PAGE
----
A federal judge in Brooklyn, New York issued an emergency stay on Saturday that temporarily blocks the US government from sending people out of the country after they have landed at a US airport with valid visas.
The American Civil Liberties Union estimates the stay will affect 100 to 200 people detained at US airports or in transit, but government lawyers could not confirm that number.
The ruling by Judge Ann Donnelly of the US District Court for the Eastern District of New York came during a hearing called after President Donald Trump issued an executive order blocking people from seven Muslim-majority from entering the United States and putting a temporary halt to refugee admissions.
Trump’s order for “extreme vetting” of visitors and legal US residents from seven Muslim-majority countries sparked outrage and protests on Saturday with activists arguing in court to try to block deportations of people stranded in US airports.
The new Republican president on Friday put a four-month hold on allowing refugees into the United States and temporarily barred travellers from Syria and six other countries. Immigration lawyers, activists and Democratic politicians reacted furiously, and many worked to help marooned travellers find a way back home.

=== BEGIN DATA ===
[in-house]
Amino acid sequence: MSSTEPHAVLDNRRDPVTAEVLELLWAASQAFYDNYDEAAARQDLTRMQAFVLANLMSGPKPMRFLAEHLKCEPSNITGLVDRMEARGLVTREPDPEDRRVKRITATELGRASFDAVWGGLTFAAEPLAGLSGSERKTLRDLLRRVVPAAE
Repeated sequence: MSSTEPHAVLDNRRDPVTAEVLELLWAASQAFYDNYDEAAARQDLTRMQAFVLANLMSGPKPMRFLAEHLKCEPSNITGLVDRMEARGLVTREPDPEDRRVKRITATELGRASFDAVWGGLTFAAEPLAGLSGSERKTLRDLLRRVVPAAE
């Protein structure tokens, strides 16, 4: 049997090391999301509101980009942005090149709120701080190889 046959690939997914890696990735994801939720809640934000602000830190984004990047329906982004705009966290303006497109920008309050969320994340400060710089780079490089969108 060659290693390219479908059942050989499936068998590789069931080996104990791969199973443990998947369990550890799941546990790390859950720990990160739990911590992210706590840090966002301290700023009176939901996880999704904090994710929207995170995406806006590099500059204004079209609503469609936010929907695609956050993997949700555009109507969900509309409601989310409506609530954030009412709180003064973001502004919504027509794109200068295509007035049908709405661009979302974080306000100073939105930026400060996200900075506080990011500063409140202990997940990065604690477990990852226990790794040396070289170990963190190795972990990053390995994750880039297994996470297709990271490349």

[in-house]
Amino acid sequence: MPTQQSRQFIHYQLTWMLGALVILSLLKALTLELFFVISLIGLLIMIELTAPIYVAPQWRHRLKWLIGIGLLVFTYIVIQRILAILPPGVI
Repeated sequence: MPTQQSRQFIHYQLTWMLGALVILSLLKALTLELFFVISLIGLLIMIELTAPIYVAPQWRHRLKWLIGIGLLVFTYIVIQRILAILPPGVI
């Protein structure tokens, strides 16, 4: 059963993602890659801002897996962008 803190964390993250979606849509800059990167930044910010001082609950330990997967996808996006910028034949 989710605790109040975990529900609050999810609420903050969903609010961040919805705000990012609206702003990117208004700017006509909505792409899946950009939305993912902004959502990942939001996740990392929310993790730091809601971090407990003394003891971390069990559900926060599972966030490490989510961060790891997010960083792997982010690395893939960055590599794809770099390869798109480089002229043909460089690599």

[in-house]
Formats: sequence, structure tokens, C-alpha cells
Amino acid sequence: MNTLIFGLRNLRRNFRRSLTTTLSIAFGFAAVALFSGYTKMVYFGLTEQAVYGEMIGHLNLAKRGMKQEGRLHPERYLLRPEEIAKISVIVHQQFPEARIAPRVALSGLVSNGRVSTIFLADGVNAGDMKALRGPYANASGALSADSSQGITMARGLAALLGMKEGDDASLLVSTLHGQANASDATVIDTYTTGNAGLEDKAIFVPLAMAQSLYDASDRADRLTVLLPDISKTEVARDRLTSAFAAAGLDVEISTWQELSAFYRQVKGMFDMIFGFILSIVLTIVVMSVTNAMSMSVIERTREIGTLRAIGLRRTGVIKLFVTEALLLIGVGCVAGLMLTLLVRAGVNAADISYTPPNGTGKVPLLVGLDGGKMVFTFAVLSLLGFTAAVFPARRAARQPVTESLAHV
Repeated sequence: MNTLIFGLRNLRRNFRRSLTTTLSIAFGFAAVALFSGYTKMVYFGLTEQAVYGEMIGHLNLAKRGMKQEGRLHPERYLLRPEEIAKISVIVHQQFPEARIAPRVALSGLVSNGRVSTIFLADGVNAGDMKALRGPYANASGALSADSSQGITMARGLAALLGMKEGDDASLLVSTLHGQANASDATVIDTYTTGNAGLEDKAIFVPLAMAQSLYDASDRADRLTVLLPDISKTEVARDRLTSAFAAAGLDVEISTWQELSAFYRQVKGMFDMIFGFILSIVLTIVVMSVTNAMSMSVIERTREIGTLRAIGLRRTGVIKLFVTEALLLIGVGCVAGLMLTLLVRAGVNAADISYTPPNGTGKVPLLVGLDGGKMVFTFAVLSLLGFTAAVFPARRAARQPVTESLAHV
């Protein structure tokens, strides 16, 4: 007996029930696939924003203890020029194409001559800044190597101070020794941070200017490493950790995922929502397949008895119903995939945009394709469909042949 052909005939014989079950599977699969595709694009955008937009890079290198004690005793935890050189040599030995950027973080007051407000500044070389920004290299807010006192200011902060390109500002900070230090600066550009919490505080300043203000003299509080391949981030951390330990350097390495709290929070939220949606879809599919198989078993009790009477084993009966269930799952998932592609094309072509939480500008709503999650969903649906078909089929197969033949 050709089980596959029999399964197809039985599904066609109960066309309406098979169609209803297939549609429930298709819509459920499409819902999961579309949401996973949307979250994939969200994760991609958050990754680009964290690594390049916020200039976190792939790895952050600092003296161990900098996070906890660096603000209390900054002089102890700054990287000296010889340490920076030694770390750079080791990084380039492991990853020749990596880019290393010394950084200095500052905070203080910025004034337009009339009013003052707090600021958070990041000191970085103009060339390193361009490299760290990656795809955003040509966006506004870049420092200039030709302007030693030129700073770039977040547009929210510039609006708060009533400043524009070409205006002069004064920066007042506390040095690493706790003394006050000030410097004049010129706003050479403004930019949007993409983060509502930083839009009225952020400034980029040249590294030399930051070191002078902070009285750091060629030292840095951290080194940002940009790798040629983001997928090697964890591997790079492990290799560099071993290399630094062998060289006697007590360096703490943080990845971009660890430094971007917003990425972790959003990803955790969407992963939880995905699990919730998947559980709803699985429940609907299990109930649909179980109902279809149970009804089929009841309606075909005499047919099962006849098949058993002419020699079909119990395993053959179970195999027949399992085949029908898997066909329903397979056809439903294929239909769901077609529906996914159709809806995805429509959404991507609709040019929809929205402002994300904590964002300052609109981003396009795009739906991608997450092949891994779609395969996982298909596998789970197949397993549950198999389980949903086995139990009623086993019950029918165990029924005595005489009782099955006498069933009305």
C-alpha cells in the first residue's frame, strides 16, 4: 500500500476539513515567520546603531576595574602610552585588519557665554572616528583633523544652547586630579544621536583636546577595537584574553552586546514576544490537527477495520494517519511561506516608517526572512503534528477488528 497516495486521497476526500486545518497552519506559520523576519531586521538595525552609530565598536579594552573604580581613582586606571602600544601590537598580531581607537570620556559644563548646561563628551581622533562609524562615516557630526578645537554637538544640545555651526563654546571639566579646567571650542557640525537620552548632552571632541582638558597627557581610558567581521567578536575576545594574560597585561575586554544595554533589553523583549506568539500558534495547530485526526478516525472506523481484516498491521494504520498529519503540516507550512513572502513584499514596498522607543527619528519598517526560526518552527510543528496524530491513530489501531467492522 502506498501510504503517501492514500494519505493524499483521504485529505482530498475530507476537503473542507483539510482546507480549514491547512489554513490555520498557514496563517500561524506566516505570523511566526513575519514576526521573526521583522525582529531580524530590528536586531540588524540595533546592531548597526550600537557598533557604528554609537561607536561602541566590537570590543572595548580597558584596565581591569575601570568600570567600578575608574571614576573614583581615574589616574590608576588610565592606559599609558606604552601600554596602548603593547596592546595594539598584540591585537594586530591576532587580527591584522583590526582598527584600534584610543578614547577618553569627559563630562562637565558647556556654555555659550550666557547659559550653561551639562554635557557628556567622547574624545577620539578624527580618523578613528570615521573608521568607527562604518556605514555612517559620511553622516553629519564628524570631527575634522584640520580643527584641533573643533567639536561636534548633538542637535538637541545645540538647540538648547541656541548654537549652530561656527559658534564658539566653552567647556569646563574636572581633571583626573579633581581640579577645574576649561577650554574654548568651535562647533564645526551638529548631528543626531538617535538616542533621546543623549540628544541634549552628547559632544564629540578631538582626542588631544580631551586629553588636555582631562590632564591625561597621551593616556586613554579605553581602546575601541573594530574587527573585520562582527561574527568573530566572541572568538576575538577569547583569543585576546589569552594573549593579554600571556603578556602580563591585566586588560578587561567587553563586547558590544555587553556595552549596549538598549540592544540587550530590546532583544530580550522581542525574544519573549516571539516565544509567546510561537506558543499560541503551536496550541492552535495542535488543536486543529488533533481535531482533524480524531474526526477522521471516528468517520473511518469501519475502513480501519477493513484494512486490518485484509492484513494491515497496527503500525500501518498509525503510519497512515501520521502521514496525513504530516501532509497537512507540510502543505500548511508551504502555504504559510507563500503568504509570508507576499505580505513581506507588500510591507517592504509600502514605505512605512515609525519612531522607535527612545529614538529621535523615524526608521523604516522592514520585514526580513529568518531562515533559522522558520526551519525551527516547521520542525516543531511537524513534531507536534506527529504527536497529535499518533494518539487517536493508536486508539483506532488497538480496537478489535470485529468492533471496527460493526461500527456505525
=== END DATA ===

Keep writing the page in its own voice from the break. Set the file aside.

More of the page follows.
A large crowd chanting “Let them stay, it’s the American way!” outside the courthouse.
Hundreds of protesters gathered at airports in Dallas, Chicago, New York and elsewhere while inside, anxious family members waited and worried for travellers.
At Chicago O’Hare International Airport, brothers Bardia and Ayden Noohi waited for four hours for their father Kasra Noohi — who has an Iranian passport and a US green card — to be allowed through.
They knew Trump had pledged tougher rules but did not expect they would affect holders of green cards, which allow foreigners to live and work in the United States.
“I didn’t think he’d actually do it,” Bardia Noohi, 32, said. “A lot of politicians just talk.”
Trump, who took office just over a week ago, had promised during his campaign what he called “extreme vetting” to do more to protect Americans from terror attacks.
He told reporters in the Oval Office that his order was “not a Muslim ban” and said the measures were long overdue.
“It’s working out very nicely. You see it at the airports, you see it all over,” Trump said.
“We’re going to have a very, very strict ban and we’re going to have extreme vetting, which we should have had in this country for many years.”
The ban affects travellers with passports from Iran, Iraq, Libya, Somalia, Sudan, Syria and Yemen. Green card holders will not be allowed back in until they are re-screened.
The order seeks to priorities refugees fleeing religious persecution. In a television interview, Trump said the measure was aimed at helping Christians in Syria.
Confusion abounded at airports as immigration and customs officials struggled to interpret the new rules, with some legal residents who were in the air when the order was issued detained at airports upon arrival.